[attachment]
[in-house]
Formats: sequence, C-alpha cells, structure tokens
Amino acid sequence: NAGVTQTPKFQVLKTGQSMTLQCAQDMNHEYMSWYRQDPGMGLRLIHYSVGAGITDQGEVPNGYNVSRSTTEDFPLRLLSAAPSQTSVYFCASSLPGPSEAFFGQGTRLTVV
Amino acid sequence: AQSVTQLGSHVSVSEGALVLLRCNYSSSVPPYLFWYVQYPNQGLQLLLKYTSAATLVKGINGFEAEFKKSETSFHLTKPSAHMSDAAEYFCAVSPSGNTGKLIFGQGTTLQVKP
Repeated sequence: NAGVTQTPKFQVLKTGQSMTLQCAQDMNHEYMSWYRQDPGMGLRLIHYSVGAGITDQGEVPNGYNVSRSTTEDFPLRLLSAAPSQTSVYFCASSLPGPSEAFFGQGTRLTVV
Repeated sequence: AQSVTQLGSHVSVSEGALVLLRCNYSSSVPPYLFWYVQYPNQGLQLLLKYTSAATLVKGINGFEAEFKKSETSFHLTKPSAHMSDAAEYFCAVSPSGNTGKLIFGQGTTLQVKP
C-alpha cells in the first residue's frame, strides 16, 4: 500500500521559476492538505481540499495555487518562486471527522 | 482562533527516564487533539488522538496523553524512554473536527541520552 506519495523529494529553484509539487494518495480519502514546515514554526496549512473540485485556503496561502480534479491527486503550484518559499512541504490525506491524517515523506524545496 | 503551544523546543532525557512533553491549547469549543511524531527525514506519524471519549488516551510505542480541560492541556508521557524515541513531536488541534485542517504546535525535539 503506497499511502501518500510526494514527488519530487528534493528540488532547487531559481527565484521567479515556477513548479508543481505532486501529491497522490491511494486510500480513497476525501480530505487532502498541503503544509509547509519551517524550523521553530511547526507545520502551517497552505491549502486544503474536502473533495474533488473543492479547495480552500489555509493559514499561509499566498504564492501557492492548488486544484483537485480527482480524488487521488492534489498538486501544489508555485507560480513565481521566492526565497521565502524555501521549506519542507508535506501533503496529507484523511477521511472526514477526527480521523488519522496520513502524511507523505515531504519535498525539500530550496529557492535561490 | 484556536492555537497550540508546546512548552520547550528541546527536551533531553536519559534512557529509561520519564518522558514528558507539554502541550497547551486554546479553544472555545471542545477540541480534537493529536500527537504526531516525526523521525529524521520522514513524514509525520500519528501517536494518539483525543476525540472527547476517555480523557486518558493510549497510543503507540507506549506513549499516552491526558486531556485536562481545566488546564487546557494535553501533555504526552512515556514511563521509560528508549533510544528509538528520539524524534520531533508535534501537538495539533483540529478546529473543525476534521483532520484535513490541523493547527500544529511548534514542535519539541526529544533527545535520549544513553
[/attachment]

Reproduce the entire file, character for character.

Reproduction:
[in-house]
Formats: sequence, C-alpha cells, structure tokens
Amino acid sequence: NAGVTQTPKFQVLKTGQSMTLQCAQDMNHEYMSWYRQDPGMGLRLIHYSVGAGITDQGEVPNGYNVSRSTTEDFPLRLLSAAPSQTSVYFCASSLPGPSEAFFGQGTRLTVV
Amino acid sequence: AQSVTQLGSHVSVSEGALVLLRCNYSSSVPPYLFWYVQYPNQGLQLLLKYTSAATLVKGINGFEAEFKKSETSFHLTKPSAHMSDAAEYFCAVSPSGNTGKLIFGQGTTLQVKP
Repeated sequence: NAGVTQTPKFQVLKTGQSMTLQCAQDMNHEYMSWYRQDPGMGLRLIHYSVGAGITDQGEVPNGYNVSRSTTEDFPLRLLSAAPSQTSVYFCASSLPGPSEAFFGQGTRLTVV
Repeated sequence: AQSVTQLGSHVSVSEGALVLLRCNYSSSVPPYLFWYVQYPNQGLQLLLKYTSAATLVKGINGFEAEFKKSETSFHLTKPSAHMSDAAEYFCAVSPSGNTGKLIFGQGTTLQVKP
C-alpha cells in the first residue's frame, strides 16, 4: 500500500521559476492538505481540499495555487518562486471527522 | 482562533527516564487533539488522538496523553524512554473536527541520552 506519495523529494529553484509539487494518495480519502514546515514554526496549512473540485485556503496561502480534479491527486503550484518559499512541504490525506491524517515523506524545496 | 503551544523546543532525557512533553491549547469549543511524531527525514506519524471519549488516551510505542480541560492541556508521557524515541513531536488541534485542517504546535525535539 503506497499511502501518500510526494514527488519530487528534493528540488532547487531559481527565484521567479515556477513548479508543481505532486501529491497522490491511494486510500480513497476525501480530505487532502498541503503544509509547509519551517524550523521553530511547526507545520502551517497552505491549502486544503474536502473533495474533488473543492479547495480552500489555509493559514499561509499566498504564492501557492492548488486544484483537485480527482480524488487521488492534489498538486501544489508555485507560480513565481521566492526565497521565502524555501521549506519542507508535506501533503496529507484523511477521511472526514477526527480521523488519522496520513502524511507523505515531504519535498525539500530550496529557492535561490 | 484556536492555537497550540508546546512548552520547550528541546527536551533531553536519559534512557529509561520519564518522558514528558507539554502541550497547551486554546479553544472555545471542545477540541480534537493529536500527537504526531516525526523521525529524521520522514513524514509525520500519528501517536494518539483525543476525540472527547476517555480523557486518558493510549497510543503507540507506549506513549499516552491526558486531556485536562481545566488546564487546557494535553501533555504526552512515556514511563521509560528508549533510544528509538528520539524524534520531533508535534501537538495539533483540529478546529473543525476534521483532520484535513490541523493547527500544529511548534514542535519539541526529544533527545535520549544513553